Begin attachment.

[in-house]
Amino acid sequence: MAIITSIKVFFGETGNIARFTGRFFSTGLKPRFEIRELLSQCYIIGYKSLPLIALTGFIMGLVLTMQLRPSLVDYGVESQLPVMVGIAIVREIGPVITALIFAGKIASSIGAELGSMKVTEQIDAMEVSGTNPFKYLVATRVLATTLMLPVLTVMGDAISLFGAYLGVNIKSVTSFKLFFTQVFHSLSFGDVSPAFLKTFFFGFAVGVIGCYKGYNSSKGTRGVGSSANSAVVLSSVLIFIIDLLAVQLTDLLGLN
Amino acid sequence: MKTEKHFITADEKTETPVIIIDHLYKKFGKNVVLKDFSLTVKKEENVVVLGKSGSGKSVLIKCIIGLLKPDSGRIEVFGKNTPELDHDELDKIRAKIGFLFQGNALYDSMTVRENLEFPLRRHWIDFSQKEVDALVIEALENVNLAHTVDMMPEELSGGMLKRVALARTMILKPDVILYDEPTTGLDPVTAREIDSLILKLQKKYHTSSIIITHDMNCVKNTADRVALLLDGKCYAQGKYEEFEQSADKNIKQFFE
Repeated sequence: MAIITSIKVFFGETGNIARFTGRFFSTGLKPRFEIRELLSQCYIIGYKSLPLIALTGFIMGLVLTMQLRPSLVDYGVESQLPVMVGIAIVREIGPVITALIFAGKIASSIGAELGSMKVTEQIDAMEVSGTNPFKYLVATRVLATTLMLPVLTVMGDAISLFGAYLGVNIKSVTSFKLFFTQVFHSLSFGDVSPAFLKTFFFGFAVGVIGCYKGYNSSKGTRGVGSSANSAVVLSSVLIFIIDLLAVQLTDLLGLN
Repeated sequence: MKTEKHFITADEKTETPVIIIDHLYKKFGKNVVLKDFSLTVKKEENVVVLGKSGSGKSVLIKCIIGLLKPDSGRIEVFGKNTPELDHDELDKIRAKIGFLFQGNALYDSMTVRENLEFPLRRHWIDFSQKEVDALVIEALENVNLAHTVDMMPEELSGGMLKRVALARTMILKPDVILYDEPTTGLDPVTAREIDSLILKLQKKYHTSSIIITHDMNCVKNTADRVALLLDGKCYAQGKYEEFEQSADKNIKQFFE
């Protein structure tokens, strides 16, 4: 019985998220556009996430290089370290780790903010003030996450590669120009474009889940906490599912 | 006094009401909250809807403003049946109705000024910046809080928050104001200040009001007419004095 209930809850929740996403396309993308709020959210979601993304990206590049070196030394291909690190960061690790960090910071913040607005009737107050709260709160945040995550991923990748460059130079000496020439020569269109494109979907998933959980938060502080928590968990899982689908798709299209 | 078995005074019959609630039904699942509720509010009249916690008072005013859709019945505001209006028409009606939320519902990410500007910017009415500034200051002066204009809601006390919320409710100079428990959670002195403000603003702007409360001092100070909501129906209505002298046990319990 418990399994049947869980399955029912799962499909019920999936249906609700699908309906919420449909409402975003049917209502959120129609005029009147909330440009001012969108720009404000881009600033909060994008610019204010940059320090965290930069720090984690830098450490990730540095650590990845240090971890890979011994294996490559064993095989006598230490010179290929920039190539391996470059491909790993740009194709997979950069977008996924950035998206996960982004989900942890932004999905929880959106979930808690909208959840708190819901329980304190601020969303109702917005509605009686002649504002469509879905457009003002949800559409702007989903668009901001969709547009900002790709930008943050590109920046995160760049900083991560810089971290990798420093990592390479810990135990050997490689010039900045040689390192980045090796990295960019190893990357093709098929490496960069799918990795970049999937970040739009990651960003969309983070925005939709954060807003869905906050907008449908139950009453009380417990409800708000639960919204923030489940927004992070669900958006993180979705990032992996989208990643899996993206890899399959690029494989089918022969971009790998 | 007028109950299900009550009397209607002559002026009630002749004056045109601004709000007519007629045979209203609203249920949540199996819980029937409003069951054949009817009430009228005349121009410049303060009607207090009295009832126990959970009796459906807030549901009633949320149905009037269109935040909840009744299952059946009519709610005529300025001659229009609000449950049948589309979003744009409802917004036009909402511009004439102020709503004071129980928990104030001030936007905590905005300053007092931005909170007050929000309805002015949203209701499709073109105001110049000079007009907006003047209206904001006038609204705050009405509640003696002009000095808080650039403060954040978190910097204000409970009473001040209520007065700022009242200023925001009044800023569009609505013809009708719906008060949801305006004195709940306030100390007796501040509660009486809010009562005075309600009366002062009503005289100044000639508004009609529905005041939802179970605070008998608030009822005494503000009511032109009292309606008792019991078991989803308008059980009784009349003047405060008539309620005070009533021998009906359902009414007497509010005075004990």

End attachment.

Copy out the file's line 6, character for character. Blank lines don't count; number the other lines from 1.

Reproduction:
């Protein structure tokens, strides 16, 4: 019985998220556009996430290089370290780790903010003030996450590669120009474009889940906490599912 | 006094009401909250809807403003049946109705000024910046809080928050104001200040009001007419004095 209930809850929740996403396309993308709020959210979601993304990206590049070196030394291909690190960061690790960090910071913040607005009737107050709260709160945040995550991923990748460059130079000496020439020569269109494109979907998933959980938060502080928590968990899982689908798709299209 | 078995005074019959609630039904699942509720509010009249916690008072005013859709019945505001209006028409009606939320519902990410500007910017009415500034200051002066204009809601006390919320409710100079428990959670002195403000603003702007409360001092100070909501129906209505002298046990319990 418990399994049947869980399955029912799962499909019920999936249906609700699908309906919420449909409402975003049917209502959120129609005029009147909330440009001012969108720009404000881009600033909060994008610019204010940059320090965290930069720090984690830098450490990730540095650590990845240090971890890979011994294996490559064993095989006598230490010179290929920039190539391996470059491909790993740009194709997979950069977008996924950035998206996960982004989900942890932004999905929880959106979930808690909208959840708190819901329980304190601020969303109702917005509605009686002649504002469509879905457009003002949800559409702007989903668009901001969709547009900002790709930008943050590109920046995160760049900083991560810089971290990798420093990592390479810990135990050997490689010039900045040689390192980045090796990295960019190893990357093709098929490496960069799918990795970049999937970040739009990651960003969309983070925005939709954060807003869905906050907008449908139950009453009380417990409800708000639960919204923030489940927004992070669900958006993180979705990032992996989208990643899996993206890899399959690029494989089918022969971009790998 | 007028109950299900009550009397209607002559002026009630002749004056045109601004709000007519007629045979209203609203249920949540199996819980029937409003069951054949009817009430009228005349121009410049303060009607207090009295009832126990959970009796459906807030549901009633949320149905009037269109935040909840009744299952059946009519709610005529300025001659229009609000449950049948589309979003744009409802917004036009909402511009004439102020709503004071129980928990104030001030936007905590905005300053007092931005909170007050929000309805002015949203209701499709073109105001110049000079007009907006003047209206904001006038609204705050009405509640003696002009000095808080650039403060954040978190910097204000409970009473001040209520007065700022009242200023925001009044800023569009609505013809009708719906008060949801305006004195709940306030100390007796501040509660009486809010009562005075309600009366002062009503005289100044000639508004009609529905005041939802179970605070008998608030009822005494503000009511032109009292309606008792019991078991989803308008059980009784009349003047405060008539309620005070009533021998009906359902009414007497509010005075004990």